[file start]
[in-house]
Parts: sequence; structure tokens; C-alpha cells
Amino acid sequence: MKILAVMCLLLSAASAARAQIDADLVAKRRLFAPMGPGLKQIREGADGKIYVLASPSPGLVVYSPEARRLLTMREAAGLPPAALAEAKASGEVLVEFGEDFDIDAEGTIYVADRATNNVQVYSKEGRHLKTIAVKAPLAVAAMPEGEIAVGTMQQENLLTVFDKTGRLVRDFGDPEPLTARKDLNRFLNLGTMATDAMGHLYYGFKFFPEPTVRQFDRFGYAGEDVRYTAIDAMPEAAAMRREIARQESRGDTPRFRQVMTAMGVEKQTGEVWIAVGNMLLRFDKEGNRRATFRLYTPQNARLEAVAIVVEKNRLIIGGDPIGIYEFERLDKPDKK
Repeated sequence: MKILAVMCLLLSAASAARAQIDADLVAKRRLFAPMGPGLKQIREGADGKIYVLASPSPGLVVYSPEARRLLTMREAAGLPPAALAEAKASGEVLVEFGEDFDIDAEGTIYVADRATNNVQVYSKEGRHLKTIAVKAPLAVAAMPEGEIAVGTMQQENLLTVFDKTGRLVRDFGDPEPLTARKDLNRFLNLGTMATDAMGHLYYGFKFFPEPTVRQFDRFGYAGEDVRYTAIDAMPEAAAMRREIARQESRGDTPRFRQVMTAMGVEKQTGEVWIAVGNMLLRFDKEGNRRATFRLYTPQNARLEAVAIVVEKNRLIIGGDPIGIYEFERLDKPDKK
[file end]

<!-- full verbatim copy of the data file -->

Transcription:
[in-house]
Parts: sequence; structure tokens; C-alpha cells
Amino acid sequence: MKILAVMCLLLSAASAARAQIDADLVAKRRLFAPMGPGLKQIREGADGKIYVLASPSPGLVVYSPEARRLLTMREAAGLPPAALAEAKASGEVLVEFGEDFDIDAEGTIYVADRATNNVQVYSKEGRHLKTIAVKAPLAVAAMPEGEIAVGTMQQENLLTVFDKTGRLVRDFGDPEPLTARKDLNRFLNLGTMATDAMGHLYYGFKFFPEPTVRQFDRFGYAGEDVRYTAIDAMPEAAAMRREIARQESRGDTPRFRQVMTAMGVEKQTGEVWIAVGNMLLRFDKEGNRRATFRLYTPQNARLEAVAIVVEKNRLIIGGDPIGIYEFERLDKPDKK
Repeated sequence: MKILAVMCLLLSAASAARAQIDADLVAKRRLFAPMGPGLKQIREGADGKIYVLASPSPGLVVYSPEARRLLTMREAAGLPPAALAEAKASGEVLVEFGEDFDIDAEGTIYVADRATNNVQVYSKEGRHLKTIAVKAPLAVAAMPEGEIAVGTMQQENLLTVFDKTGRLVRDFGDPEPLTARKDLNRFLNLGTMATDAMGHLYYGFKFFPEPTVRQFDRFGYAGEDVRYTAIDAMPEAAAMRREIARQESRGDTPRFRQVMTAMGVEKQTGEVWIAVGNMLLRFDKEGNRRATFRLYTPQNARLEAVAIVVEKNRLIIGGDPIGIYEFERLDKPDKK